The Worst President in History?

Discussion in 'SHH Community Forum' started by BT18, May 3, 2006.

  1. BT18 Registered

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    http://www.rollingstone.com/news/profile/story/9961300/the_worst_president_in_history

    One of America's leading historians assesses George W. Bush

    Flashback: Bush in '99 -- We Warned You!

    George W. Bush's presidency appears headed for colossal historical disgrace. Barring a cataclysmic event on the order of the terrorist attacks of September 11th, after which the public might rally around the White House once again, there seems to be little the administration can do to avoid being ranked on the lowest tier of U.S. presidents. And that may be the best-case scenario. Many historians are now wondering whether Bush, in fact, will be remembered as the very worst president in all of American history.

    From time to time, after hours, I kick back with my colleagues at Princeton to argue idly about which president really was the worst of them all. For years, these perennial debates have largely focused on the same handful of chief executives whom national polls of historians, from across the ideological and political spectrum, routinely cite as the bottom of the presidential barrel. Was the lousiest James Buchanan, who, confronted with Southern secession in 1860, dithered to a degree that, as his most recent biographer has said, probably amounted to disloyalty -- and who handed to his successor, Abraham Lincoln, a nation already torn asunder? Was it Lincoln's successor, Andrew Johnson, who actively sided with former Confederates and undermined Reconstruction? What about the amiably incompetent Warren G. Harding, whose administration was fabulously corrupt? Or, though he has his defenders, Herbert Hoover, who tried some reforms but remained imprisoned in his own outmoded individualist ethic and collapsed under the weight of the stock-market crash of 1929 and the Depression's onset? The younger historians always put in a word for Richard M. Nixon, the only American president forced to resign from office.

    Now, though, George W. Bush is in serious contention for the title of worst ever. In early 2004, an informal survey of 415 historians conducted by the nonpartisan History News Network found that eighty-one percent considered the Bush administration a "failure." Among those who called Bush a success, many gave the president high marks only for his ability to mobilize public support and get Congress to go along with what one historian called the administration's "pursuit of disastrous policies." In fact, roughly one in ten of those who called Bush a success was being facetious, rating him only as the best president since Bill Clinton -- a category in which Bush is the only contestant.

    The lopsided decision of historians should give everyone pause. Contrary to popular stereotypes, historians are generally a cautious bunch. We assess the past from widely divergent points of view and are deeply concerned about being viewed as fair and accurate by our colleagues. When we make historical judgments, we are acting not as voters or even pundits, but as scholars who must evaluate all the evidence, good, bad or indifferent. Separate surveys, conducted by those perceived as conservatives as well as liberals, show remarkable unanimity about who the best and worst presidents have been.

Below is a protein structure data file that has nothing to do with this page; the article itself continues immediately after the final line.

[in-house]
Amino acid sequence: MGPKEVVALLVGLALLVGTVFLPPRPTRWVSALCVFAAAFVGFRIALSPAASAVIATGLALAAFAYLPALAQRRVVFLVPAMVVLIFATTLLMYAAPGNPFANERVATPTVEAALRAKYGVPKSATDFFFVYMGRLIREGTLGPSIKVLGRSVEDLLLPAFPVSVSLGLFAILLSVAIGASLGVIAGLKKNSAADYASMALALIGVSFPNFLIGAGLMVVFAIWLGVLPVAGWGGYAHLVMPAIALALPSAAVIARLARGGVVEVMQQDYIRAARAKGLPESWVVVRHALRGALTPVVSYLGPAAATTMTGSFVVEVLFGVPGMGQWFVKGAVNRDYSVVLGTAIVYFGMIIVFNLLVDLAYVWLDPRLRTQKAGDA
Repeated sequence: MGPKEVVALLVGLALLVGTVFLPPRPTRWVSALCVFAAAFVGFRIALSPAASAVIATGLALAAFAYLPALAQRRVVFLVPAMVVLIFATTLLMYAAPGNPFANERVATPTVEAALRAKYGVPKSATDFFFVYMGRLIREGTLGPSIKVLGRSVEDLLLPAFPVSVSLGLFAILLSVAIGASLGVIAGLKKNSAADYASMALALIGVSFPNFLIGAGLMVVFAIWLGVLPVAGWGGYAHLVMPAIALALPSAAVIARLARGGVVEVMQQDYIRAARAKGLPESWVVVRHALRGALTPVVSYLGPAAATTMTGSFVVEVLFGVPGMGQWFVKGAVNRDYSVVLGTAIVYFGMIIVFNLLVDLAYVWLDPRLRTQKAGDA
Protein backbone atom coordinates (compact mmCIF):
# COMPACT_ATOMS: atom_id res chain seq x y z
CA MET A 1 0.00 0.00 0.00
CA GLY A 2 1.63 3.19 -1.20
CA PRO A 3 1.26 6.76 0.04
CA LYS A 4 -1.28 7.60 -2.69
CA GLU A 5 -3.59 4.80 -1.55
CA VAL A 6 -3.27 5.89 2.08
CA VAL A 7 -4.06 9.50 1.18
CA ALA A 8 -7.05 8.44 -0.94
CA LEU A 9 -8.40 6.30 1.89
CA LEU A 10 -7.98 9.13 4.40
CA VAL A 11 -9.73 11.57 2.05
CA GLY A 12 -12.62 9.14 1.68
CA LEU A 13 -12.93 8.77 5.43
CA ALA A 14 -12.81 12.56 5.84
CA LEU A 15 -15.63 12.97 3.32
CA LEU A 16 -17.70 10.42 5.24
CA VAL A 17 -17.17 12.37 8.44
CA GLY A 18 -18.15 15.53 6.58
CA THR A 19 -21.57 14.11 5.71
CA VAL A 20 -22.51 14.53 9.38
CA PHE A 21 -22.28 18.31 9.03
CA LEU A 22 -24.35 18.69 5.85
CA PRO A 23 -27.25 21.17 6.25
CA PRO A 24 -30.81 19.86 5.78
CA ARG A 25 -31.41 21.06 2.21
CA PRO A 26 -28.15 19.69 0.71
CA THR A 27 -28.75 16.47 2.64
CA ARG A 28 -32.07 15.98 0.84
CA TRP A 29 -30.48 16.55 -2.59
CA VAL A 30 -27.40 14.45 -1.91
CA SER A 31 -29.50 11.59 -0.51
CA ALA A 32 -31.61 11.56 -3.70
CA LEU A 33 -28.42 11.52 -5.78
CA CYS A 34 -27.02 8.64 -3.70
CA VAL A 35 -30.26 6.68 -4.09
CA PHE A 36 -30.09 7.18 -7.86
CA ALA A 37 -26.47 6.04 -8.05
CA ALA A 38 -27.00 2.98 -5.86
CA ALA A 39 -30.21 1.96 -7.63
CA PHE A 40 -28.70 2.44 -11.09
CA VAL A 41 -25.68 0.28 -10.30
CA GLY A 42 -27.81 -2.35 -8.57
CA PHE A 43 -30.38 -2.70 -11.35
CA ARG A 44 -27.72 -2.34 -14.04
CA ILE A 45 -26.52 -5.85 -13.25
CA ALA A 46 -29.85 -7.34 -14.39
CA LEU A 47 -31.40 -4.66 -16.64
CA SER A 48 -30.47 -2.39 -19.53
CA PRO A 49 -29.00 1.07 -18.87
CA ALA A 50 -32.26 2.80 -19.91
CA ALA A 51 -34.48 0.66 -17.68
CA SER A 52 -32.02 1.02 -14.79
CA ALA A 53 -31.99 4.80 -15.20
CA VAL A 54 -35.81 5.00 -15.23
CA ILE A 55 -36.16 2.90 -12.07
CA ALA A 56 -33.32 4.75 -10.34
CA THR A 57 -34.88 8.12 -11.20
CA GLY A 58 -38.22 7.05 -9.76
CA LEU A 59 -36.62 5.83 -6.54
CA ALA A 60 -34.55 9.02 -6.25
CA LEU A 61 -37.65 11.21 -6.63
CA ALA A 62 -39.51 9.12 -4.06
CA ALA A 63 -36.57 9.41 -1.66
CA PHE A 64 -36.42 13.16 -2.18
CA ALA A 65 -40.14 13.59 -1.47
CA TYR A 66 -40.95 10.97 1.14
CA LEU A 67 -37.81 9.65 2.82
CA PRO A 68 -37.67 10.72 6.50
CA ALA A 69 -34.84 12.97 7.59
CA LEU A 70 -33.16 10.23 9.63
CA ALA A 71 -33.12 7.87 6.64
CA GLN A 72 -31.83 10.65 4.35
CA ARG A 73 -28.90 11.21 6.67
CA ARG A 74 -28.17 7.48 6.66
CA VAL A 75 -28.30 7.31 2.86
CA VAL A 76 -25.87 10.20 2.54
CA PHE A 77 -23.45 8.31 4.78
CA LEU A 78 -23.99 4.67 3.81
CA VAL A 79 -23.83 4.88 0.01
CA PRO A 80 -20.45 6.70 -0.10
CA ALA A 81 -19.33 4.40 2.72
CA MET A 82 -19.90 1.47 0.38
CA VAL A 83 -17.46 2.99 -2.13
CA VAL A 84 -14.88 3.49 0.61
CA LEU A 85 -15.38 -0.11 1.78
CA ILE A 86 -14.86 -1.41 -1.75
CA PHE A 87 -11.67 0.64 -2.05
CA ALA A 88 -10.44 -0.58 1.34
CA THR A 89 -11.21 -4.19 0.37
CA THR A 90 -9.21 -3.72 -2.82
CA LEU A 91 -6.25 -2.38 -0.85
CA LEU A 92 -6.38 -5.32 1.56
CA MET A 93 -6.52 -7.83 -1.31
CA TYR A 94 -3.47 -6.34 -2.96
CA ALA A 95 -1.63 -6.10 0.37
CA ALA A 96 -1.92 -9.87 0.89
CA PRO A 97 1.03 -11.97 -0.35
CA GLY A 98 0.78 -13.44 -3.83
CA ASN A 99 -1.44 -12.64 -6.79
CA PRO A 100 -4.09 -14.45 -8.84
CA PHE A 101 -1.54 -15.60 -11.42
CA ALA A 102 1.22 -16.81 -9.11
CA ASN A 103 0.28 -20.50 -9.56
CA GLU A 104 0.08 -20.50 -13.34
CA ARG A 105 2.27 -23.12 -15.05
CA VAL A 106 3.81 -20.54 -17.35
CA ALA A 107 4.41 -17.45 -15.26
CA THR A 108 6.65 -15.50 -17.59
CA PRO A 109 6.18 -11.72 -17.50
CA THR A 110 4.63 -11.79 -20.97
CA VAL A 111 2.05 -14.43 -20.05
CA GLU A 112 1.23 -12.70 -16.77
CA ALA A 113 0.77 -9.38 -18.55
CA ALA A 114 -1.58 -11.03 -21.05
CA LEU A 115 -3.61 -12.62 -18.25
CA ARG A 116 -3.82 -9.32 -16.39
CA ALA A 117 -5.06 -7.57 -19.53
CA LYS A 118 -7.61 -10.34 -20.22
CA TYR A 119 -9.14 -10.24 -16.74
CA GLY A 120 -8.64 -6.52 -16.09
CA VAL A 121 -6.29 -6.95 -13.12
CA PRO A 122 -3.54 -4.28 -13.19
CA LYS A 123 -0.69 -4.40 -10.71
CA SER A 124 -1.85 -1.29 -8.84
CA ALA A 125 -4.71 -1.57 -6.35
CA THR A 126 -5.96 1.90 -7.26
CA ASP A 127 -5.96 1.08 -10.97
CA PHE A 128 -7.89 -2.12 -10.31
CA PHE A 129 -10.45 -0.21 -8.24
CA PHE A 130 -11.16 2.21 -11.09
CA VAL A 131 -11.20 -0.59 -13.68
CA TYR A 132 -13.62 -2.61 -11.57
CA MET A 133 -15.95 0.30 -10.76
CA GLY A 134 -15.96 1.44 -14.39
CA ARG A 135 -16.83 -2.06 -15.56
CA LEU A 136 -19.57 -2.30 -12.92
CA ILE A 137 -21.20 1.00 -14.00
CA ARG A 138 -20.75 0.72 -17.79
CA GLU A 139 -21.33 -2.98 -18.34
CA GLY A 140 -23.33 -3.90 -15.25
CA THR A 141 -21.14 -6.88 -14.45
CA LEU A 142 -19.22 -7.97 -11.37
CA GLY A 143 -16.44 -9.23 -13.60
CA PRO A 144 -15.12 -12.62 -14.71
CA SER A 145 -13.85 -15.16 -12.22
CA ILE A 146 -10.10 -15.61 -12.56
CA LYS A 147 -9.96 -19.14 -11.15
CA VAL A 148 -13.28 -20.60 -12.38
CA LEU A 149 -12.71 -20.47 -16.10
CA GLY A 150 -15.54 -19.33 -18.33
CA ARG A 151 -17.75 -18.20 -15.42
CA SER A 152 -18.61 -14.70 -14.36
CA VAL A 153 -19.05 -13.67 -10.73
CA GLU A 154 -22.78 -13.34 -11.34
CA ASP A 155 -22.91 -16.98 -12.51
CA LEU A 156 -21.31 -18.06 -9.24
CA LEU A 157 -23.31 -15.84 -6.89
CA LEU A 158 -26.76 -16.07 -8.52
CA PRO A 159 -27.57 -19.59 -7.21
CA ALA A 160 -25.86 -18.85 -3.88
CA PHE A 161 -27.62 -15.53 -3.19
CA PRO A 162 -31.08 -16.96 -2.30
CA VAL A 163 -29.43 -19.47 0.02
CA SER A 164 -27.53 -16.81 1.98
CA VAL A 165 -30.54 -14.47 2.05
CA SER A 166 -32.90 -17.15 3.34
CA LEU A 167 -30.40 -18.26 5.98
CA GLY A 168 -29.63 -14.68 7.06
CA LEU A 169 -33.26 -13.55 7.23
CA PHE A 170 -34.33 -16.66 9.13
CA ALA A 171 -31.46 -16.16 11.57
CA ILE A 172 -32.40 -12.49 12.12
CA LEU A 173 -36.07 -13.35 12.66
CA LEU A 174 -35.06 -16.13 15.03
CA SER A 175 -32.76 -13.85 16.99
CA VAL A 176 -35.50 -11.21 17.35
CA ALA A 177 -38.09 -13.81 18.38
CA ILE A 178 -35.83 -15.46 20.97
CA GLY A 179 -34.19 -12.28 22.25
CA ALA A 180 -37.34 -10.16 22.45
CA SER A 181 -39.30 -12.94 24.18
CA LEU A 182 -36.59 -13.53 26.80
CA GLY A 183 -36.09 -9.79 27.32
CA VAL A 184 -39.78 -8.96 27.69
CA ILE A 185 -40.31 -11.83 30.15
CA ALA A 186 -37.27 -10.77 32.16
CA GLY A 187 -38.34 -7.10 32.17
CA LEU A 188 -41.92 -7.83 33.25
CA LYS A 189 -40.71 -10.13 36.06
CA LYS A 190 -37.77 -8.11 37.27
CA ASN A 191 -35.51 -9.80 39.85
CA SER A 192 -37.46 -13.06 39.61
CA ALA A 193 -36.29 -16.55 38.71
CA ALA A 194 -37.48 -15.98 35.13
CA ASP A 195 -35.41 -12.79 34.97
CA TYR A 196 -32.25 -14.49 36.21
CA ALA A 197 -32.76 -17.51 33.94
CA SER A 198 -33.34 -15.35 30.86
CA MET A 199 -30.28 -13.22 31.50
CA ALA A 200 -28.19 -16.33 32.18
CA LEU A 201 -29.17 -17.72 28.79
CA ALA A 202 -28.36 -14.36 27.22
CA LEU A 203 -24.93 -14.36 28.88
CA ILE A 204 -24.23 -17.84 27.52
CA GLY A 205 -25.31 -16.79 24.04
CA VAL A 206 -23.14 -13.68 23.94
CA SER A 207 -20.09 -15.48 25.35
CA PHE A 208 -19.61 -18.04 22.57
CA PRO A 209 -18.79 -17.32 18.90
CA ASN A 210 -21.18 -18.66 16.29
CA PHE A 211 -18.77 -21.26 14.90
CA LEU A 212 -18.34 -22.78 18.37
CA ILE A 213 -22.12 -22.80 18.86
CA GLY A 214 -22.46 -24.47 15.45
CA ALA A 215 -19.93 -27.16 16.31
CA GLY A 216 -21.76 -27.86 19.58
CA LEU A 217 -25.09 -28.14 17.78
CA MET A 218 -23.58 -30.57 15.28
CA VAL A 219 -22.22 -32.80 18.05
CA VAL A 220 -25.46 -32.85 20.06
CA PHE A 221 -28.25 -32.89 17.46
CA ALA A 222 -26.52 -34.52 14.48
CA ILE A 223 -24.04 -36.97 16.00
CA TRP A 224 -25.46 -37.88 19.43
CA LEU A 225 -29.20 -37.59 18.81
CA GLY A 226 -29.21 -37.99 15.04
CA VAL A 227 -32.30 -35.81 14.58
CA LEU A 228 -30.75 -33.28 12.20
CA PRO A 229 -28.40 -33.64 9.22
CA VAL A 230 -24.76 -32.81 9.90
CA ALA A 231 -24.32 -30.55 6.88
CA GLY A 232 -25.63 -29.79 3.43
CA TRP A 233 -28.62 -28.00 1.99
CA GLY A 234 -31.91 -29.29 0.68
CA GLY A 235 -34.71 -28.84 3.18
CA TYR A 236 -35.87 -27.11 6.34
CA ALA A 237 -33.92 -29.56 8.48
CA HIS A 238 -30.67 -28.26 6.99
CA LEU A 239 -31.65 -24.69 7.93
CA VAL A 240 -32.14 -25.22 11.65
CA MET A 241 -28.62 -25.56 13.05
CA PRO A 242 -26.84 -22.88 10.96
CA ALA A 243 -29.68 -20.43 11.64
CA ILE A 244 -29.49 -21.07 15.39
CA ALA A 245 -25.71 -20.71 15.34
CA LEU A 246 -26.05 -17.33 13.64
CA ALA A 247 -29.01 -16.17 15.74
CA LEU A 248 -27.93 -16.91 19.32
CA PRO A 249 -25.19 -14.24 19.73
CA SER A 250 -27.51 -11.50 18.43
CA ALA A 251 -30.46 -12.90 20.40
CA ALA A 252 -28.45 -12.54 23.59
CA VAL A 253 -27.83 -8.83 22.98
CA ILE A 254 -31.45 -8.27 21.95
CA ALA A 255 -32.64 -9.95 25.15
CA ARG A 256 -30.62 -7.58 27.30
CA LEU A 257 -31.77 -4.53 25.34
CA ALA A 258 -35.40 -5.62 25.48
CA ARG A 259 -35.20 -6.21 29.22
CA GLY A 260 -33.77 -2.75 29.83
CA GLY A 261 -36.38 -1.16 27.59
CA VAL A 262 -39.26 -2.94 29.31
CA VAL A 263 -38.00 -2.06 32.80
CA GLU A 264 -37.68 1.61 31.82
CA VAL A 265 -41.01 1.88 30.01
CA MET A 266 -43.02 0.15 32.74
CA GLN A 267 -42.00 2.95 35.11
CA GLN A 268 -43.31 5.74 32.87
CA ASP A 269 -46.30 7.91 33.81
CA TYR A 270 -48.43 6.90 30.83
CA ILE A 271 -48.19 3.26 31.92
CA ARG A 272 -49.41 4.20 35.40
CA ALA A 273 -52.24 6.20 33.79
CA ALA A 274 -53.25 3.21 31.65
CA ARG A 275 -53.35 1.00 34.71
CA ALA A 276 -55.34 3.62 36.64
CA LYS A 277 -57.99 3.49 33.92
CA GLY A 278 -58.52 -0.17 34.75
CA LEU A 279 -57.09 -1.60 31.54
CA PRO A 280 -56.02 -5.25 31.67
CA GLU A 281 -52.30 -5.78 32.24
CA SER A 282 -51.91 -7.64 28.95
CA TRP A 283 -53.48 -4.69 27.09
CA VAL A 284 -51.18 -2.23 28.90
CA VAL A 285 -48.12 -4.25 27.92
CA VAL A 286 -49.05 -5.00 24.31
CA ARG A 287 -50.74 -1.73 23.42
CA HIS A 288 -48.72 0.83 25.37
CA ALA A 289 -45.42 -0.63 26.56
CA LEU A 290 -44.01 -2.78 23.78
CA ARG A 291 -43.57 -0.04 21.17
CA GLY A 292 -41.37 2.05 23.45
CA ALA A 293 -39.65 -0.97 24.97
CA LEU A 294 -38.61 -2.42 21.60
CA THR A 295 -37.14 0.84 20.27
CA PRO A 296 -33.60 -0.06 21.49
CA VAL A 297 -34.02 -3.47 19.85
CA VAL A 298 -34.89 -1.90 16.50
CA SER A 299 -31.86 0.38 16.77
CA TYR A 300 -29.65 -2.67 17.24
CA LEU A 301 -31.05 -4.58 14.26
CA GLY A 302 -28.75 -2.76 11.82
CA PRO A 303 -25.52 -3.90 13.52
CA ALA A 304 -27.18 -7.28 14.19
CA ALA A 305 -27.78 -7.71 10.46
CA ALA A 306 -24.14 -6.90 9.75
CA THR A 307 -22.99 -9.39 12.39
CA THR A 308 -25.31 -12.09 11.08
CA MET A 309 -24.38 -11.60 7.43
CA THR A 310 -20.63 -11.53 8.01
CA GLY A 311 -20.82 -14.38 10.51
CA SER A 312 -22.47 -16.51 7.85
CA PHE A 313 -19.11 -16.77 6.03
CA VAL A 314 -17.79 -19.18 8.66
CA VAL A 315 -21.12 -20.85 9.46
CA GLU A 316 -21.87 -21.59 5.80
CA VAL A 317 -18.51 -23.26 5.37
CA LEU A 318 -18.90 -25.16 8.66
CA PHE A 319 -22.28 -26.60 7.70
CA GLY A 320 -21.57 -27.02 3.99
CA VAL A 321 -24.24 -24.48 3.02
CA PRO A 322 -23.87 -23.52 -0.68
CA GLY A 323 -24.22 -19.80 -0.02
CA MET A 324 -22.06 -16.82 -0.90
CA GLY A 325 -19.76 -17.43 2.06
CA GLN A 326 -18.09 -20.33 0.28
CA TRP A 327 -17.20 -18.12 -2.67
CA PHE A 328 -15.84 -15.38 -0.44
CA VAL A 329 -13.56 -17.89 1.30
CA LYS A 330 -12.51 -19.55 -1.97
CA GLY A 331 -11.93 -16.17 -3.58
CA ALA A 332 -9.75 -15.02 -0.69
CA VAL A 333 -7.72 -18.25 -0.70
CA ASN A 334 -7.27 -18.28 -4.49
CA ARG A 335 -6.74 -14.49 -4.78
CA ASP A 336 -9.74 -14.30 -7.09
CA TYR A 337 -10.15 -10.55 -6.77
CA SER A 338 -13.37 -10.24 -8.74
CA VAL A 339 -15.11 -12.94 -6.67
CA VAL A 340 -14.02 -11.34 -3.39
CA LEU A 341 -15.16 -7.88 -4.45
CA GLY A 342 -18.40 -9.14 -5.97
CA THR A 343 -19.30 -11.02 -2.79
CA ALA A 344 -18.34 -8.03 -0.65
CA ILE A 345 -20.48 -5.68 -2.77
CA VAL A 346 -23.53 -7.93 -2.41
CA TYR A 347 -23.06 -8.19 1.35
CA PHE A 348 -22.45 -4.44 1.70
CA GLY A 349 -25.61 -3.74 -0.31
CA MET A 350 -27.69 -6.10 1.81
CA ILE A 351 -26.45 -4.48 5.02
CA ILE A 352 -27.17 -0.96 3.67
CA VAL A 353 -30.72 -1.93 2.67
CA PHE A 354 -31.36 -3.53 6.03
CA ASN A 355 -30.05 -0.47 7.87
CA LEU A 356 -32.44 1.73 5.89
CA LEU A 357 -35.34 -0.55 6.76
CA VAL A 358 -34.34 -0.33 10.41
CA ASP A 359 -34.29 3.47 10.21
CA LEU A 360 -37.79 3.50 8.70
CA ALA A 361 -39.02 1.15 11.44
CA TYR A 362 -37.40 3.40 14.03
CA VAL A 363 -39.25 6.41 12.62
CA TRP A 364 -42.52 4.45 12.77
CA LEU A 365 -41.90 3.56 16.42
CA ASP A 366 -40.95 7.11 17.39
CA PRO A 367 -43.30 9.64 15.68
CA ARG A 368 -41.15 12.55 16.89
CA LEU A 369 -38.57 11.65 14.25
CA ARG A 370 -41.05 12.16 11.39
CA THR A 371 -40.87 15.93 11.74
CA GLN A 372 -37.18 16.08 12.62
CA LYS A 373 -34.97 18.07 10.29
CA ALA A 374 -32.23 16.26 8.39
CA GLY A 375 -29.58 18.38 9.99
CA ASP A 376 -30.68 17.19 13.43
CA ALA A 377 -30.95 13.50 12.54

Historians do tend, as a group, to be far more liberal than the citizenry as a whole -- a fact the president's admirers have seized on to dismiss the poll results as transparently biased. One pro-Bush historian said the survey revealed more about "the current crop of history professors" than about Bush or about Bush's eventual standing. But if historians were simply motivated by a strong collective liberal bias, they might be expected to call Bush the worst president since his father, or Ronald Reagan, or Nixon. Instead, more than half of those polled -- and nearly three-fourths of those who gave Bush a negative rating -- reached back before Nixon to find a president they considered as miserable as Bush. The presidents most commonly linked with Bush included Hoover, Andrew Johnson and Buchanan. Twelve percent of the historians polled -- nearly as many as those who rated Bush a success -- flatly called Bush the worst president in American history. And these figures were gathered before the debacles over Hurricane Katrina, Bush's role in the Valerie Plame leak affair and the deterioration of the situation in Iraq. Were the historians polled today, that figure would certainly be higher.

    Even worse for the president, the general public, having once given Bush the highest approval ratings ever recorded, now appears to be coming around to the dismal view held by most historians. To be sure, the president retains a considerable base of supporters who believe in and adore him, and who reject all criticism with a mixture of disbelief and fierce contempt -- about one-third of the electorate. (When the columnist Richard Reeves publicized the historians' poll last year and suggested it might have merit, he drew thousands of abusive replies that called him an idiot and that praised Bush as, in one writer's words, "a Christian who actually acts on his deeply held beliefs.") Yet the ranks of the true believers have thinned dramatically. A majority of voters in forty-three states now disapprove of Bush's handling of his job. Since the commencement of reliable polling in the 1940s, only one twice-elected president has seen his ratings fall as low as Bush's in his second term: Richard Nixon, during the months preceding his resignation in 1974. No two-term president since polling began has fallen from such a height of popularity as Bush's (in the neighborhood of ninety percent, during the patriotic upswell following the 2001 attacks) to such a low (now in the midthirties). No president, including Harry Truman (whose ratings sometimes dipped below Nixonian levels), has experienced such a virtually unrelieved decline as Bush has since his high point. Apart from sharp but temporary upticks that followed the commencement of the Iraq war and the capture of Saddam Hussein, and a recovery during the weeks just before and after his re-election, the Bush trend has been a profile in fairly steady disillusionment.